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Is there a statute maximum on DUI SENTENCING?

Jacksonville, FL |

I want to know all the maximums but also this interlocking mech, is it a penalty from the courts or DMV? how many years is maximum allowed to sentence?

Attorney Answers 5


It depends upon your priors. | The response given is not intended to create, nor does it create an ongoing duty to respond to questions. The response does not form an attorney-client relationship, nor is it intended to be anything other than the educated opinion of the author. It should not be relied upon as legal advice. The response given is based upon the limited facts provided by the person asking the question. To the extent additional or different facts exist, the response might possibly change. Attorney is licensed to practice law only in the State of Florida. Responses are based solely on Florida law unless stated otherwise.

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Florida Statute 316.193. go to and scroll down to statutes, click on statutes and find 316.193 there

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Ignition interlock devices, or IID, are required as part of a DUI sentence in several circumstances. A first DUI conviction, with a breath/blood alcohol level of .15 or above, or with a minor in the vehicle requires an IID as a precondition to the issuance of a restricted or unrestricted license. Subsequent convictions can result in IID placement for 2 years.

Every case and situation is different and vary greatly depending on specific facts. My posts are not to be considered complete answers to each question. My posts do not constitute an attorney/client relationship.

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The ignition interlock device (IID) is a penalty which is imposed by the Court at sentencing, but enforced by the Department of Highway Safety and Vehicles (DHSMV). The maximum number of years is typically 2, which is the statutory requirement for a third (or subsequent) DUI conviction. For a first-time DUI, there is no IID requirement unless the DUI is enhanced by a breath test result over .15 or a person under 18 being in the car. If a first-time DUI is an enhanced DUI, the minimum mandatory time period that can be imposed is 6 months. For a second DUI, there is a mandatory one year IID requirement, but the Court has discretion to impose a longer period. I recommend reading Florida Statute 316.193(2) and 316.193(4) for the the exact IID requirements.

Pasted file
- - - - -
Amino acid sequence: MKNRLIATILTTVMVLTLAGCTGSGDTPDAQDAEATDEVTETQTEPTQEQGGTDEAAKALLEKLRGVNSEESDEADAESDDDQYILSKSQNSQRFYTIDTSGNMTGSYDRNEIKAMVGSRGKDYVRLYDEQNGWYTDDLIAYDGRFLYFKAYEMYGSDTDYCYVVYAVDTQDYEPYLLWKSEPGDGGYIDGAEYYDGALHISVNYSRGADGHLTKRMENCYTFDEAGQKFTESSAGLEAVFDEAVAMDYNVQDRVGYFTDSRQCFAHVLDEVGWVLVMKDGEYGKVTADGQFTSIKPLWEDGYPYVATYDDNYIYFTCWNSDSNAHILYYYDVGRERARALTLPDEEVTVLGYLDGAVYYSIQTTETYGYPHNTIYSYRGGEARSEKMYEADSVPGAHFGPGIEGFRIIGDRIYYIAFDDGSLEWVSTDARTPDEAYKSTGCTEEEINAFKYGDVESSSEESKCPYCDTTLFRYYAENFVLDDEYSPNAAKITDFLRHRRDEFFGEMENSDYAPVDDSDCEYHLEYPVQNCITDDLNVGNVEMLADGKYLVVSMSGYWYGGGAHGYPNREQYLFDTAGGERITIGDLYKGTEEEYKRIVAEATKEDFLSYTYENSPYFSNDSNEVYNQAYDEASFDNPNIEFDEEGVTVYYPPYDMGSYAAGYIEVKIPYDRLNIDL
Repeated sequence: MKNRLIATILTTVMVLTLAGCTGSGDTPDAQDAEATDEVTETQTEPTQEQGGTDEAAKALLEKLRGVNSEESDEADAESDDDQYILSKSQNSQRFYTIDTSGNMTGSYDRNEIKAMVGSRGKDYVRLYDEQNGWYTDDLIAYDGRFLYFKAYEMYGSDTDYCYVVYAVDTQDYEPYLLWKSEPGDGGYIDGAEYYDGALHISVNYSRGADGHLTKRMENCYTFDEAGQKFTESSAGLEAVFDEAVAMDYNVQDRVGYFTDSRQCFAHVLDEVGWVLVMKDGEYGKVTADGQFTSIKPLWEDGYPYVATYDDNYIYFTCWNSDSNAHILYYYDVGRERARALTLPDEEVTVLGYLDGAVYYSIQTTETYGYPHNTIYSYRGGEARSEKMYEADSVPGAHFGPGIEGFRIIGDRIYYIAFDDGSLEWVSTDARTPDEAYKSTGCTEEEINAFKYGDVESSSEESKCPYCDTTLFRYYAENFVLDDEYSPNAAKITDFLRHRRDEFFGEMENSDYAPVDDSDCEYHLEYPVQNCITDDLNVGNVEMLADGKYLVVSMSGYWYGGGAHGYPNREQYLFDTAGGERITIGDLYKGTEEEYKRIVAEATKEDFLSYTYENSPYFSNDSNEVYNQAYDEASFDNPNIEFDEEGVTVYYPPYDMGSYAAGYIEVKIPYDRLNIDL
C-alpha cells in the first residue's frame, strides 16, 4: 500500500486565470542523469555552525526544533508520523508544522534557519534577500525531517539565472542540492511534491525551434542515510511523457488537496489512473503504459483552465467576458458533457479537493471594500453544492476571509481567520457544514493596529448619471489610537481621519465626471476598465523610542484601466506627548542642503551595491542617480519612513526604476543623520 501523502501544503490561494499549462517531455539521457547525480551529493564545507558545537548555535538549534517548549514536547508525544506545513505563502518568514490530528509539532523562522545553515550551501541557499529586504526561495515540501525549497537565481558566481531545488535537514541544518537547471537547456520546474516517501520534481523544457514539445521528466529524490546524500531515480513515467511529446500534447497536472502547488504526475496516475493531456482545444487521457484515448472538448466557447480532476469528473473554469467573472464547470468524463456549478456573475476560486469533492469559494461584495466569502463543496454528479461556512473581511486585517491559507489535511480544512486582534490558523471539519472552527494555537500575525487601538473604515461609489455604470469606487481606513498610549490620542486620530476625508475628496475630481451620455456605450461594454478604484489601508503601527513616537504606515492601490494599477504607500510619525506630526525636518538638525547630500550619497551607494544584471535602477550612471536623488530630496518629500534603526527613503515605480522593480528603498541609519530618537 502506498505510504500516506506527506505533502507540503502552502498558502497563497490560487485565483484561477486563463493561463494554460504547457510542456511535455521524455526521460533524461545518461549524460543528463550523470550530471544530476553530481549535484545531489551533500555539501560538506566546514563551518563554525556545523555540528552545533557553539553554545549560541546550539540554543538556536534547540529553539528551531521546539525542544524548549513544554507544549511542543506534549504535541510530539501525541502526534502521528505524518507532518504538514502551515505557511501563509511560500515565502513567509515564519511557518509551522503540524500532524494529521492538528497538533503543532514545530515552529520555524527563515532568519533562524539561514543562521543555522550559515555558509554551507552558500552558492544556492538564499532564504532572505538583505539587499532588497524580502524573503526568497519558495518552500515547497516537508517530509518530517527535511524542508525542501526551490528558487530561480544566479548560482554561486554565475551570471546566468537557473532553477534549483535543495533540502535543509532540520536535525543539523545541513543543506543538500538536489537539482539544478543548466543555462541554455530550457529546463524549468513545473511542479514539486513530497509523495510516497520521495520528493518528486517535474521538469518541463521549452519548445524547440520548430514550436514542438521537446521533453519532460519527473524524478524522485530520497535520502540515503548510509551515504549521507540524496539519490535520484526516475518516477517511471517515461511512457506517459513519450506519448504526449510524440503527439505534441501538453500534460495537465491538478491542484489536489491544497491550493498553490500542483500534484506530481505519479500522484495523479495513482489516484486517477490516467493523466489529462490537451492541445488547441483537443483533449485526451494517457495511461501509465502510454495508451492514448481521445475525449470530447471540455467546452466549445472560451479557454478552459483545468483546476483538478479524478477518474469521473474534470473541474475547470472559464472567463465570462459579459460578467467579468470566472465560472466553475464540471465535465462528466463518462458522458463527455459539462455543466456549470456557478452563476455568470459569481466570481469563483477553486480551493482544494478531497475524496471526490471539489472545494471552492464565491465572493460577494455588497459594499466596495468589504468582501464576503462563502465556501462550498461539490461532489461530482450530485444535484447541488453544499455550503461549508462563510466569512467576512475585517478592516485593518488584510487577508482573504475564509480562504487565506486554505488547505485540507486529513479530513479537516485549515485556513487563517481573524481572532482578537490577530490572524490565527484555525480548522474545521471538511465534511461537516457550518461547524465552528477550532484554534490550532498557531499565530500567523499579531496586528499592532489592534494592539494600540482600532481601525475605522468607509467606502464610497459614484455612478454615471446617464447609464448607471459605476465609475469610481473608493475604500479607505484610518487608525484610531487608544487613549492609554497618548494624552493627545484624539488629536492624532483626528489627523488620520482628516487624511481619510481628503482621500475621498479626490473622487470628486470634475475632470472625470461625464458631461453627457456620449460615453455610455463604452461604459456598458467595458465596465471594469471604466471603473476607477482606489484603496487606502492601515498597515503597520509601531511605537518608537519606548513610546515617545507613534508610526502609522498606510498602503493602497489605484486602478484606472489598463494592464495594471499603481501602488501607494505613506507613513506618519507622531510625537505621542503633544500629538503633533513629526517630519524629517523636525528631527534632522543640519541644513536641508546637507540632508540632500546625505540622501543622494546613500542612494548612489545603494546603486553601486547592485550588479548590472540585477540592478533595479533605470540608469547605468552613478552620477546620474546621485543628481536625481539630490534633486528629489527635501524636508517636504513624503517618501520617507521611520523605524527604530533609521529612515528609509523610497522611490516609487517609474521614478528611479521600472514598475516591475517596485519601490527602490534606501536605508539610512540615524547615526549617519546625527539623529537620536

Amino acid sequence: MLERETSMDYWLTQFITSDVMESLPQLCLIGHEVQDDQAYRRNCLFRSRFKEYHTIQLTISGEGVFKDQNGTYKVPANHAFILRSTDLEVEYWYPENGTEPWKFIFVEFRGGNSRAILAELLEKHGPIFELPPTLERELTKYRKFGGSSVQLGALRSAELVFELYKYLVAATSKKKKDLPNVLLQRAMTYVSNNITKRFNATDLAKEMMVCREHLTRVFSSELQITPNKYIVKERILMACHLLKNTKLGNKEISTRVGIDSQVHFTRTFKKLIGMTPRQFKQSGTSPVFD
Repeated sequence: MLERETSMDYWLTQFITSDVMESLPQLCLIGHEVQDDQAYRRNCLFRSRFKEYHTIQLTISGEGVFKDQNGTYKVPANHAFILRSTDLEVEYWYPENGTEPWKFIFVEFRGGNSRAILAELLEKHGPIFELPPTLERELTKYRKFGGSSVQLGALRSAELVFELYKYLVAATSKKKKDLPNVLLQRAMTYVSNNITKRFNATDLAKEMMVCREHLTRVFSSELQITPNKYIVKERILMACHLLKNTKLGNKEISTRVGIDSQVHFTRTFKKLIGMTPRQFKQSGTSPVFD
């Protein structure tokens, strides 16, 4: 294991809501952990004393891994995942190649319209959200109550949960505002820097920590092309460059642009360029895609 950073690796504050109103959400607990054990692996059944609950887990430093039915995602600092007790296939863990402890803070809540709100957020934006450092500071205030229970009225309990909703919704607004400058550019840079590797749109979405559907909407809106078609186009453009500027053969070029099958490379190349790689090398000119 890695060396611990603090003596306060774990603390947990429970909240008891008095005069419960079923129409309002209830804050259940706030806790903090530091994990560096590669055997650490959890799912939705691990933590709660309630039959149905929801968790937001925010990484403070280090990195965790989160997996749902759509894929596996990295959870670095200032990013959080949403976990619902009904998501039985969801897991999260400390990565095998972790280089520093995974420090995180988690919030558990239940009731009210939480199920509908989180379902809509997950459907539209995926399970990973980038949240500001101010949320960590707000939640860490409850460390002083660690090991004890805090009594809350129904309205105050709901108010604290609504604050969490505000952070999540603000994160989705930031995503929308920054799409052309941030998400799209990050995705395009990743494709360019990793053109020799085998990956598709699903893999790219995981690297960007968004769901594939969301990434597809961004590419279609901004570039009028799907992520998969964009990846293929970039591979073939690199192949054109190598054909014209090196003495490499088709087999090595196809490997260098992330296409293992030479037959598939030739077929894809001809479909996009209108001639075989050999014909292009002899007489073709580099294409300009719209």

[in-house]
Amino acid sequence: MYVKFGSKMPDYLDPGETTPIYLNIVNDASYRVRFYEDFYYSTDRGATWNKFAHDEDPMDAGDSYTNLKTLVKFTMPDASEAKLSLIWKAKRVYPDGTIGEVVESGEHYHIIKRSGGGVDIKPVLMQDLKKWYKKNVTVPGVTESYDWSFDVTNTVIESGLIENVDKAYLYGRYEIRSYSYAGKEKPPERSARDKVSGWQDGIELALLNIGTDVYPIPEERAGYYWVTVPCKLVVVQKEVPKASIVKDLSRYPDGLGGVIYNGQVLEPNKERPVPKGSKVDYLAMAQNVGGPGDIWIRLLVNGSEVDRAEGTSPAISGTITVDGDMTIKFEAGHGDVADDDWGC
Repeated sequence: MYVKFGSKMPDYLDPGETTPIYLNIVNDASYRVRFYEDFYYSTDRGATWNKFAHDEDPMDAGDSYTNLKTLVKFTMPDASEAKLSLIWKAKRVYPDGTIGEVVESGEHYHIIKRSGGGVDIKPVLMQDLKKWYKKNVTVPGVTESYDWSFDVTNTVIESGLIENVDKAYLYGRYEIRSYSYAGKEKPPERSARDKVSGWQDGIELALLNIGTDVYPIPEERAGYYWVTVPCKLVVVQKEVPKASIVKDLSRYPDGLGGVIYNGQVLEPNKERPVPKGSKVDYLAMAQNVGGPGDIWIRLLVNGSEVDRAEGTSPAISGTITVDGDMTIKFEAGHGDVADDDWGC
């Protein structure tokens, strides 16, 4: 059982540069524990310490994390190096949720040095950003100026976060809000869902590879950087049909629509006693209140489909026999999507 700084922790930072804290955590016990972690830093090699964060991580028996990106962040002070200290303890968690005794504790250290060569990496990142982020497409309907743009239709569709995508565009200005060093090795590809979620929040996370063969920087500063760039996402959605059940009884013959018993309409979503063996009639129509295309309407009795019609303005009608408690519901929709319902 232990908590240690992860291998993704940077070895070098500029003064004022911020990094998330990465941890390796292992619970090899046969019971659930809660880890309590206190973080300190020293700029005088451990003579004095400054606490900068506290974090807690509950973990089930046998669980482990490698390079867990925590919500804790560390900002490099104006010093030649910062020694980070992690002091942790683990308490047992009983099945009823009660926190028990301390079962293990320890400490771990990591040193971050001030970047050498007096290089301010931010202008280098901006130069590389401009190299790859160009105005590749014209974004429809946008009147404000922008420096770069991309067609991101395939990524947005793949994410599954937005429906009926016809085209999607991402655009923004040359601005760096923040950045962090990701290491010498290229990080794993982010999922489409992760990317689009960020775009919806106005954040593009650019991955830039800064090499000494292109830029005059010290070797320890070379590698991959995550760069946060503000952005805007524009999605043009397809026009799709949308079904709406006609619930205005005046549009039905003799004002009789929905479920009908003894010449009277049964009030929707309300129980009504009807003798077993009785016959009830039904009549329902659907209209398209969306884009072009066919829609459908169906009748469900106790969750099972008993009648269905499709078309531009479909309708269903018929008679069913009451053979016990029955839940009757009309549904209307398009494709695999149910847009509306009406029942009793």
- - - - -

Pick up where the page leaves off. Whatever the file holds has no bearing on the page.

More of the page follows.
Hope that helps.

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As noted by the others, there are certain situations where the Court must impose an ignition interlock. However, if you are convicted of a DUI, the Court always has the authority to impose an ignition interlock requirement for an indefinite period of time (note the Statute only says "not less than six continuous months" without giving a maximum.)

316.1937 Ignition interlock devices, requiring; unlawful acts.—
(1) In addition to any other authorized penalties, the court may require that any person who is convicted of driving under the influence in violation of s. 316.193 shall not operate a motor vehicle unless that vehicle is equipped with a functioning ignition interlock device certified by the department as provided in s. 316.1938, and installed in such a manner that the vehicle will not start if the operator’s blood alcohol level is in excess of 0.05 percent or as otherwise specified by the court. The court may require the use of an approved ignition interlock device for a period of not less than 6 continuous months, if the person is permitted to operate a motor vehicle, whether or not the privilege to operate a motor vehicle is restricted, as determined by the court. The court, however, shall order placement of an ignition interlock device in those circumstances required by s. 316.193.

So to answer your question, the law does not set a maximum period of time for which an ignition interlock requirement may be imposed, but, in certain situations, there is a minimum period of time during which a person convicted of a DUI must have an interlock. Probably not the answer you want to hear! A skilled DUI defense attorney in the county in which you were arrested can likely point out mitigating factors to the Court to minimize the amount of time during which the Court will order that you use an interlock.

Best of luck,
Tim Sullivan

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